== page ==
Georgia Washington Junior High School
Georgia Washington arrived in the village of Mt Meigs in 1893 to recognize her own dream and establish a school. She found that no place had been provided for herself or the school. The pastor of the church gave her lodging for the first month. By October 1893, she had rented a cabin, 12'x13', and opened the public village school at Mt. Meigs with an enrollment of four small boys. Shortly afterward enrollment had increased so much that they moved into the Antioch Baptist Church.
During her first year at Mt. Meigs, Miss Washington lived alone in a cabin she had rented for herself about a quarter of a mile from the school. By February the people had bought and paid for two acres of land and built a small school house, 18'by 36'. The enrollment that first year was one hundred. After that first year, however, the school grew rapidly. Outside aid came, new buildings were added and two Hampton teachers joined Miss Washington.
Georgia Washington's dream of planting a school in the wilderness was being realized. By 1916 the Peoples Village School had grown from an enrollment of four small boys and one teacher to an enrollment of 225 students and five teachers. From having no place at all, now there was a two-story school house with three recitation rooms, an assembly hall, and rooms for teaching industries to both boys and girls. There was also a teachers house, a dormitory, and a kitchen; the school owned 27 acres of land. The land was cultivated and provided a means of teaching the boys and girls how to farm and live a farm life. It also supplied food for the students and teachers. Graduates were encouraged to seek higher learning, and many did, attending such school as Hampton Institutes, Tuskegee Institute , Meharry Medical College, and others. Others went back home to apply knowledge gained at people's village School in living clean useful lives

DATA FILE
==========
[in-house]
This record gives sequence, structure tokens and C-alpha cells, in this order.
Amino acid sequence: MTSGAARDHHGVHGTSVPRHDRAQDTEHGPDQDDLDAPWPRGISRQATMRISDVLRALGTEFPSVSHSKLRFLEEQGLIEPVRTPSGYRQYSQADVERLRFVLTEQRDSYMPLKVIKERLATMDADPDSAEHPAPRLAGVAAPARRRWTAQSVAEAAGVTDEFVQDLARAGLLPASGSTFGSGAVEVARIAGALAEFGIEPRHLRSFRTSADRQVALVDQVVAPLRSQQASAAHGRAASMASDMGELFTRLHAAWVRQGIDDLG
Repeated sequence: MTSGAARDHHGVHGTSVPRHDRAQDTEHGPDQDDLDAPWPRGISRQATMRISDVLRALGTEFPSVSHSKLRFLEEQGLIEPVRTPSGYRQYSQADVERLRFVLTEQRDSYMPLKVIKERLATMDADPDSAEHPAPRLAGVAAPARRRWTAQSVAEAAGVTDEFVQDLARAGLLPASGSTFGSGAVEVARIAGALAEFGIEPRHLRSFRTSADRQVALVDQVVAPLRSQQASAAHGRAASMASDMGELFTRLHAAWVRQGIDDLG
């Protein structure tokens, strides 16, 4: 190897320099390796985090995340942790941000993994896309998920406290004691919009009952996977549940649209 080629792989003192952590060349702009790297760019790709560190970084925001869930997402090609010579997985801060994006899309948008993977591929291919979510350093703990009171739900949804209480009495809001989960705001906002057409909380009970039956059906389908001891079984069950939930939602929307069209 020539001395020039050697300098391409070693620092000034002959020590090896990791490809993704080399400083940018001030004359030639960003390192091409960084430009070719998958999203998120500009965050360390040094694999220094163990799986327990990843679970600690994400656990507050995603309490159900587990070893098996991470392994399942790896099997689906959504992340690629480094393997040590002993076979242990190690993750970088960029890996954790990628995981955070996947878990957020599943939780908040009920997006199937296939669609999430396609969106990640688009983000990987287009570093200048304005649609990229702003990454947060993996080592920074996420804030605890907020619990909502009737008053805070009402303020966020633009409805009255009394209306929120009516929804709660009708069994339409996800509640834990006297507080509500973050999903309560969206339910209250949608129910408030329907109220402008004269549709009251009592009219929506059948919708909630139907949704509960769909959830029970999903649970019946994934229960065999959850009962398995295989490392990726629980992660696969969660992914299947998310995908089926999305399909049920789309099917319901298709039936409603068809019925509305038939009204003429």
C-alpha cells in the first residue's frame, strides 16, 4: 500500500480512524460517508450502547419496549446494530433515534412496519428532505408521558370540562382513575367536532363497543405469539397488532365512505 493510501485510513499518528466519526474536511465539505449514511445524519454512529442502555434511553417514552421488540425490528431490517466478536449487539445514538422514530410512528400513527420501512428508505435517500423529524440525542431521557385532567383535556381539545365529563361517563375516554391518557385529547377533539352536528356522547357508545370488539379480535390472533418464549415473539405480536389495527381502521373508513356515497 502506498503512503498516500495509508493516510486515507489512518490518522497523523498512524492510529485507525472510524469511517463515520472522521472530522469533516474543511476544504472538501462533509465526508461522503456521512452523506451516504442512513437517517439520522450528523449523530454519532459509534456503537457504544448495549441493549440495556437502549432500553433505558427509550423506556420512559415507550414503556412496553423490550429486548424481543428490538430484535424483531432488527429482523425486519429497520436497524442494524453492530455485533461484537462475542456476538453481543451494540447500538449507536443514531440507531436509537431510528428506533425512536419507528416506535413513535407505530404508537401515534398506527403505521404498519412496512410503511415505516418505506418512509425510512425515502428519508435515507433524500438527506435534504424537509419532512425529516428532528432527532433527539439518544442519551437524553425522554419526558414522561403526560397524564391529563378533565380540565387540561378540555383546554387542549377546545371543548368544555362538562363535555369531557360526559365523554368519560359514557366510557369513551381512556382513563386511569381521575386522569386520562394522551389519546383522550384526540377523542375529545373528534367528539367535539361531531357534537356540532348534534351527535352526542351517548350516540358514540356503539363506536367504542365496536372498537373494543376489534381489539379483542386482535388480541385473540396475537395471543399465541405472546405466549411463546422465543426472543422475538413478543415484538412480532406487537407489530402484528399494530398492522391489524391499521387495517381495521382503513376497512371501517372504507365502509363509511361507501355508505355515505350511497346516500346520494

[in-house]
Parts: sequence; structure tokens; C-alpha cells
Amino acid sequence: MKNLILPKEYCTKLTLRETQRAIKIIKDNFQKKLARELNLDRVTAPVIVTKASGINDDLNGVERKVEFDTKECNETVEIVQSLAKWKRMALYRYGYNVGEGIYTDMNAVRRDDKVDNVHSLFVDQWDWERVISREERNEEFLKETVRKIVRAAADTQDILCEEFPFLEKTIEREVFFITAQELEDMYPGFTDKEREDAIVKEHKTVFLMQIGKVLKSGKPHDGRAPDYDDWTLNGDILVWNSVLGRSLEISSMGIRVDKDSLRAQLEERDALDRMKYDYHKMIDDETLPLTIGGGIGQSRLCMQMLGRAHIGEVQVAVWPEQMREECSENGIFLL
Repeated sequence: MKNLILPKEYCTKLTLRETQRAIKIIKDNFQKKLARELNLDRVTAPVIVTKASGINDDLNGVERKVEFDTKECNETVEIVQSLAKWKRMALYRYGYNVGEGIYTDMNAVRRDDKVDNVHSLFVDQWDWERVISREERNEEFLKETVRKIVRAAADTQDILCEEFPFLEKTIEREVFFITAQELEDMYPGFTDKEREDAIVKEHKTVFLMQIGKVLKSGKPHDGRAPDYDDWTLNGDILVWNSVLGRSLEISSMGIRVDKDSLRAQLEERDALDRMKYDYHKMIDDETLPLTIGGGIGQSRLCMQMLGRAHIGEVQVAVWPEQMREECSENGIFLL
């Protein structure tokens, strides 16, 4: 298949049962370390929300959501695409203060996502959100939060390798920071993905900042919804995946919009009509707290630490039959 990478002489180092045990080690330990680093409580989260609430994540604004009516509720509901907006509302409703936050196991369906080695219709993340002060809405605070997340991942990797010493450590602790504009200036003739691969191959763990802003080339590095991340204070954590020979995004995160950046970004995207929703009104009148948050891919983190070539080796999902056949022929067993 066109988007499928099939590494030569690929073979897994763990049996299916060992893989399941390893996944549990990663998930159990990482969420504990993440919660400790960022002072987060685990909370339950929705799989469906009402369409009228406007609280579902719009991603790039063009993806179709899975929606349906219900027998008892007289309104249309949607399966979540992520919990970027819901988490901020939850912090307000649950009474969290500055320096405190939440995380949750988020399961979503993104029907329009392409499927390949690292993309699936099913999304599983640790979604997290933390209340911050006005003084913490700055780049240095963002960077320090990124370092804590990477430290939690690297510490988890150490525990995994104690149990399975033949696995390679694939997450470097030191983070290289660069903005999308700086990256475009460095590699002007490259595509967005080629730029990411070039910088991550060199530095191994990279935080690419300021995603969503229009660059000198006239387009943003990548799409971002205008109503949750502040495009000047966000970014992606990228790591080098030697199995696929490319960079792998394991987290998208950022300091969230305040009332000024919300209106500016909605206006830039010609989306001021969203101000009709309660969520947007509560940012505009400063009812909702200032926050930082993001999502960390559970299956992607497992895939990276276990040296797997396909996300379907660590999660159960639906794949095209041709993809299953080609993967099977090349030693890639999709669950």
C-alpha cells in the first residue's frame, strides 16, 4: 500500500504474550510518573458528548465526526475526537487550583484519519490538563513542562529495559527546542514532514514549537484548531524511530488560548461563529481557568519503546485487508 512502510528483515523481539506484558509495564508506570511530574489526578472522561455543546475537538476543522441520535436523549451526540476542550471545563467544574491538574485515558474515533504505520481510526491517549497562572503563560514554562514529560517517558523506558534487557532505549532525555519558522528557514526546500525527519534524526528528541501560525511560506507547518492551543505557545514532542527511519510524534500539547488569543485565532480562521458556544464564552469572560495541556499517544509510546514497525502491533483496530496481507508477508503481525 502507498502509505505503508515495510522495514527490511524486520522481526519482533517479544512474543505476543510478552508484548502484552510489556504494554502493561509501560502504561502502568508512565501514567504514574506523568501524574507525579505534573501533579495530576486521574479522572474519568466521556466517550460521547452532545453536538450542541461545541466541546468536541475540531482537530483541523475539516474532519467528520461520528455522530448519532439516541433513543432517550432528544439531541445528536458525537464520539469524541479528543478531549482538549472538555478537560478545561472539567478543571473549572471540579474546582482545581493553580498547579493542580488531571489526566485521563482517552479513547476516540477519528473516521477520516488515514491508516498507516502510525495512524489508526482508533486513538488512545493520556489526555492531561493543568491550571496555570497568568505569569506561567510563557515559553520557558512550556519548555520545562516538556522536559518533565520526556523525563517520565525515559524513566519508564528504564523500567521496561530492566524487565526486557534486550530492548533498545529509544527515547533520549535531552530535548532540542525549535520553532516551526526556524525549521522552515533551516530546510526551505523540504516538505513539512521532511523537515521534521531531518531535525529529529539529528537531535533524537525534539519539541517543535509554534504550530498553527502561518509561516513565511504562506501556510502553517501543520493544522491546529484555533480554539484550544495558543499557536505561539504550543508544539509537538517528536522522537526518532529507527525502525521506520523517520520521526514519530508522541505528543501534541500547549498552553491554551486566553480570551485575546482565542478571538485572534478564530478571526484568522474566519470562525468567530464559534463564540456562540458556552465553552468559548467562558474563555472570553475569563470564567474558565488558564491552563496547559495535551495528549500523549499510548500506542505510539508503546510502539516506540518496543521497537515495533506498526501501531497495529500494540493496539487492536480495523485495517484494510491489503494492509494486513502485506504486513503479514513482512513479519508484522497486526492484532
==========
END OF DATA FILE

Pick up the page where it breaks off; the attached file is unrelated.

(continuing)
Changes were occurring in the Mt. Meigs community during this time. In 1932, Miss Washington wrote in a letter to school supporters that over one hundred families owned their homes and small tracts of land in and about Mt. Meigs and that all the land touching the school ground was owned by African Americans." They like to live near the school". The life of Mt Meigs was centered around the church and the school. The people's Village school and campus was described as a"stately", the buildings were all painted a warm brown and were trimmed in beige. All students were required to assume some work responsibility at the school in addition to classroom activities. The results could be seen in the clean, neat, well kept appearance of the school and its grounds. The school is credited with having the first electric lights in Mt Meigs and, at one time, the big school bell served as a clock for the community.
In 1936, after 43 years of dedicated service, Ms. Georgia Washington retired .Mr. Oscar Pinkston, a former student at Peoples Village School , succeeded her as principal. Miss Washington spent her retirement living in her same residence quarters at the Peoples Village School. She saw change and progress continue and she continued to work among the people of Mt Meigs until her death in 1952. She was buried where she lived and worked on the school campus. At the time of her death, the school that stands on the site of the Peoples Village School was renamed Georgia Washington High School in her honor.
In 1974, the school system converted the Georgia Washington School into a junior high. Currently, GW serves most of eastern Montgomery County. 99% of the student body is transported, by bus. The present-day building was completed in 1950 and a new wing was added in 2004. Today, GW has a student enrollment of 600.